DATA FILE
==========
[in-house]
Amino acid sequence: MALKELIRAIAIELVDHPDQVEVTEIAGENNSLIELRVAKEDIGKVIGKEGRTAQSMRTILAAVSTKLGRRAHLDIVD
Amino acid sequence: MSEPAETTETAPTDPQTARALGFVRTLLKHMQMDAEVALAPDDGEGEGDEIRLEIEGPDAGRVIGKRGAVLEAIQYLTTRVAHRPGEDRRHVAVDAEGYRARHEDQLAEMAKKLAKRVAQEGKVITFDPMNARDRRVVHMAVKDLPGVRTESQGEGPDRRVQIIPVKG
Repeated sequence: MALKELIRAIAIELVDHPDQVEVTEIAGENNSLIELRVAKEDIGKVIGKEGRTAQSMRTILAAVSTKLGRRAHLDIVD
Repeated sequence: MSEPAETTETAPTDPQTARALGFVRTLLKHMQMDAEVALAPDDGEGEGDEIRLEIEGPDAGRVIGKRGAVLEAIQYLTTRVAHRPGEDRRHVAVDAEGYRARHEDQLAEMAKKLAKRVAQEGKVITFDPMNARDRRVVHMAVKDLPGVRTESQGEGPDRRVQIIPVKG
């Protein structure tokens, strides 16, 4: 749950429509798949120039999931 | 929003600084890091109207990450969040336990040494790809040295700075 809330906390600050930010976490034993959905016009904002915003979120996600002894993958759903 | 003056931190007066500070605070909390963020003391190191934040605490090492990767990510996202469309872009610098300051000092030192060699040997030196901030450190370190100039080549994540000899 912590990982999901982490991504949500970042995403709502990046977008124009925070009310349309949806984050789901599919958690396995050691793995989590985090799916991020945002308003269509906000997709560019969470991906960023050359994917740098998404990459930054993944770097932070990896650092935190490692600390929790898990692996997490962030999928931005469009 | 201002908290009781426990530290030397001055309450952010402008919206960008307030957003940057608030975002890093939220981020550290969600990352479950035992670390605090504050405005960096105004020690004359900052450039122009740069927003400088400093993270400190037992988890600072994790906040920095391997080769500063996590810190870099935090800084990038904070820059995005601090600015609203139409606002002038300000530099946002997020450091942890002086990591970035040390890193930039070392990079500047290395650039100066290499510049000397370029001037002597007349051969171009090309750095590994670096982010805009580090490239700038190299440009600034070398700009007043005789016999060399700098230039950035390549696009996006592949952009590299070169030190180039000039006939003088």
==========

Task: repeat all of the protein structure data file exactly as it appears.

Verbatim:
[in-house]
Amino acid sequence: MALKELIRAIAIELVDHPDQVEVTEIAGENNSLIELRVAKEDIGKVIGKEGRTAQSMRTILAAVSTKLGRRAHLDIVD
Amino acid sequence: MSEPAETTETAPTDPQTARALGFVRTLLKHMQMDAEVALAPDDGEGEGDEIRLEIEGPDAGRVIGKRGAVLEAIQYLTTRVAHRPGEDRRHVAVDAEGYRARHEDQLAEMAKKLAKRVAQEGKVITFDPMNARDRRVVHMAVKDLPGVRTESQGEGPDRRVQIIPVKG
Repeated sequence: MALKELIRAIAIELVDHPDQVEVTEIAGENNSLIELRVAKEDIGKVIGKEGRTAQSMRTILAAVSTKLGRRAHLDIVD
Repeated sequence: MSEPAETTETAPTDPQTARALGFVRTLLKHMQMDAEVALAPDDGEGEGDEIRLEIEGPDAGRVIGKRGAVLEAIQYLTTRVAHRPGEDRRHVAVDAEGYRARHEDQLAEMAKKLAKRVAQEGKVITFDPMNARDRRVVHMAVKDLPGVRTESQGEGPDRRVQIIPVKG
């Protein structure tokens, strides 16, 4: 749950429509798949120039999931 | 929003600084890091109207990450969040336990040494790809040295700075 809330906390600050930010976490034993959905016009904002915003979120996600002894993958759903 | 003056931190007066500070605070909390963020003391190191934040605490090492990767990510996202469309872009610098300051000092030192060699040997030196901030450190370190100039080549994540000899 912590990982999901982490991504949500970042995403709502990046977008124009925070009310349309949806984050789901599919958690396995050691793995989590985090799916991020945002308003269509906000997709560019969470991906960023050359994917740098998404990459930054993944770097932070990896650092935190490692600390929790898990692996997490962030999928931005469009 | 201002908290009781426990530290030397001055309450952010402008919206960008307030957003940057608030975002890093939220981020550290969600990352479950035992670390605090504050405005960096105004020690004359900052450039122009740069927003400088400093993270400190037992988890600072994790906040920095391997080769500063996590810190870099935090800084990038904070820059995005601090600015609203139409606002002038300000530099946002997020450091942890002086990591970035040390890193930039070392990079500047290395650039100066290499510049000397370029001037002597007349051969171009090309750095590994670096982010805009580090490239700038190299440009600034070398700009007043005789016999060399700098230039950035390549696009996006592949952009590299070169030190180039000039006939003088």